ZW: In two ways: it’s not simply about green living, but about making choices that do the most good and least harm for everyone. It’s also about improving and enriching your own life.

IHE: Many “green” books have focused on a list of small or simple actions to take. Why and how have you taken a different approach?

ZW: Often we see two different approaches to creating change. One is a laundry list of dos and don’ts. These are the books with 100 ways to do x, y or z. The other is policy focused, recognizing that individual personal choices won’t save the world. The truth is, we need both. When, through our individual choice-making, we demand and support more humane and sustainable products, foods, etc., these develop more quickly. Yet, we also need systemic political, economic, educational, technological, and agricultural and other changes in order to make significant, rapid, and practical change.

IHE: Isn’t the MOGO principle about sacrifice and doing without? Isn’t it unrealistic to expect most people to make such choices?

ZW: Virtually all of us are willing to sacrifice for a greater good. We do it all the time! We sacrifice for our children, our elderly parents, our friends and neighbors in need, our country, and more. Most of us find the greatest joy in our lives comes when we give to others, when we’re part of creating good in the world. In the industrialized world, despite our relative affluence, happiness is on the decline. My premise, based on both personal experience and research, is that when we do the most good and least harm in a broad way, sacrifice becomes a misnomer because we feel joy in being part of the creation of a better world and meaningful life.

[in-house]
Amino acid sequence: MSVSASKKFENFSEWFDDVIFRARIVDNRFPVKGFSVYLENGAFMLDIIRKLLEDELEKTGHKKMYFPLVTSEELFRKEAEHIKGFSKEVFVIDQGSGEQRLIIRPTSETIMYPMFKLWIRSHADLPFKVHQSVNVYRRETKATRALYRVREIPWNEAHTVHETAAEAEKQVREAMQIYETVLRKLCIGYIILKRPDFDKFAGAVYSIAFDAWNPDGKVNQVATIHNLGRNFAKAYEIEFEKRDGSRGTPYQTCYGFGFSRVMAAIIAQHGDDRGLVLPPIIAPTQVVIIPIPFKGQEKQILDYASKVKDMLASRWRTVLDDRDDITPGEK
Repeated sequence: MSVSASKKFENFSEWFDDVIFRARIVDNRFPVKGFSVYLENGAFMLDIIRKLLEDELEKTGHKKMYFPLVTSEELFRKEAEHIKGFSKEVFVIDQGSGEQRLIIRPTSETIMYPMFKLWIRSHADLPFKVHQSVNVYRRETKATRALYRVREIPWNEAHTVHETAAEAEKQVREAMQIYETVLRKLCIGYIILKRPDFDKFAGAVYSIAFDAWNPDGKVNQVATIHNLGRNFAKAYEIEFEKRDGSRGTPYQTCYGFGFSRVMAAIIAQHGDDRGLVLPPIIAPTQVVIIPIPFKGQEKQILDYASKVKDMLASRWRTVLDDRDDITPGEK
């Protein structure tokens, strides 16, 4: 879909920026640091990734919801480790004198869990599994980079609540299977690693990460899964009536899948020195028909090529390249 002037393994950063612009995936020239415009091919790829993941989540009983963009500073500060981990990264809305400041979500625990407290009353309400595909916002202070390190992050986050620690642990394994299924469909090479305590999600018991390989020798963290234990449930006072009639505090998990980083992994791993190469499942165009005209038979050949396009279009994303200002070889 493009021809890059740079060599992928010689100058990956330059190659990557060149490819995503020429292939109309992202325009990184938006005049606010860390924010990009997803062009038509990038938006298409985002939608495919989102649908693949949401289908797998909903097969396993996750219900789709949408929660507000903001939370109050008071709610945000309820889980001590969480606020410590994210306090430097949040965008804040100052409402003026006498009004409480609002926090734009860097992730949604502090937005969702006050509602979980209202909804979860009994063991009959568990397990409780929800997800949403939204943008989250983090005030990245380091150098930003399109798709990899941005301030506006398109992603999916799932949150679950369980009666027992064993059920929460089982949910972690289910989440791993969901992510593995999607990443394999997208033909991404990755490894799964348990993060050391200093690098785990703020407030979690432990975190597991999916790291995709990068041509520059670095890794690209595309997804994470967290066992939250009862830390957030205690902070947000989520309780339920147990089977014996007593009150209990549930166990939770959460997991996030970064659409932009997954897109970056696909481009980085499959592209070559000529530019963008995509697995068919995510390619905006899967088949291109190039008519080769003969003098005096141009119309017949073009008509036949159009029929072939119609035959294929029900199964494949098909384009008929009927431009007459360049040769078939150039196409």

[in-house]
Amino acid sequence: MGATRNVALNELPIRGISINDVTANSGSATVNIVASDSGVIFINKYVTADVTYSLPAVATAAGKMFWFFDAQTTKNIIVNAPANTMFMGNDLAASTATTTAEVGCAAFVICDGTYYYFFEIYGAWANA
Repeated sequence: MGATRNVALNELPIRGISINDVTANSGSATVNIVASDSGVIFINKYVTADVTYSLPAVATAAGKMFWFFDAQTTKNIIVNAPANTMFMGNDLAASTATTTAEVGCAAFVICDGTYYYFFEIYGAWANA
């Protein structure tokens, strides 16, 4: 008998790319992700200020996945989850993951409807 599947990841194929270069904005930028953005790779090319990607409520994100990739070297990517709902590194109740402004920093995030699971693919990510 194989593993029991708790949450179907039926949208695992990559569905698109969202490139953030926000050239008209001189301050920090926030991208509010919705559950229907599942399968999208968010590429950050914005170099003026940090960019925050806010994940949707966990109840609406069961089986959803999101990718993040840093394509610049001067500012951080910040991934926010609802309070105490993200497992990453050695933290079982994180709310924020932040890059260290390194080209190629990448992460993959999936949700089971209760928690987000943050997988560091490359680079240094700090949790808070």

IHE: Isn’t the MOGO principle primarily for people with wealth who can afford to make different choices?

ZW: People with wealth have an enormous opportunity to improve the world with their resources, and I believe they also have a responsibility to do so. But people with wealth are also more likely to buy lots of resource-depleting, pollution-causing stuff and to have a much larger carbon footprint. Those without wealth may already be making MOGO choices because they are more affordable (hanging laundry on a clothesline, using public transportation, shopping at thrift stores, etc.). There are so many ways to participate in the creation of a better world –- many of them don’t cost a lot of money -- and everyone can find their niche that inspires and enlivens them.

IHE: What do you think prevents people from making MOGO choices?

ZW: Fear, apathy, greed, laziness, inconvenience, destructive systems, and lack of knowledge and support all come into play. We humans are capable of extraordinary goodness, and terrible cruelty, of altruism and selfishness (and everything in between). But even if we were to harness all our best qualities, we’d still have trouble always making MOGO choices, because there are so many systems in place that are unhealthy, exploitative, and destructive. One of the most important MOGO choices a person can make is to participate in the process of changing destructive systems into healthy ones.

IHE: Most “green” books address conserving and protecting different species, but don’t include animals as individuals within their circle of concern. Most Good, Least Harm does. Why?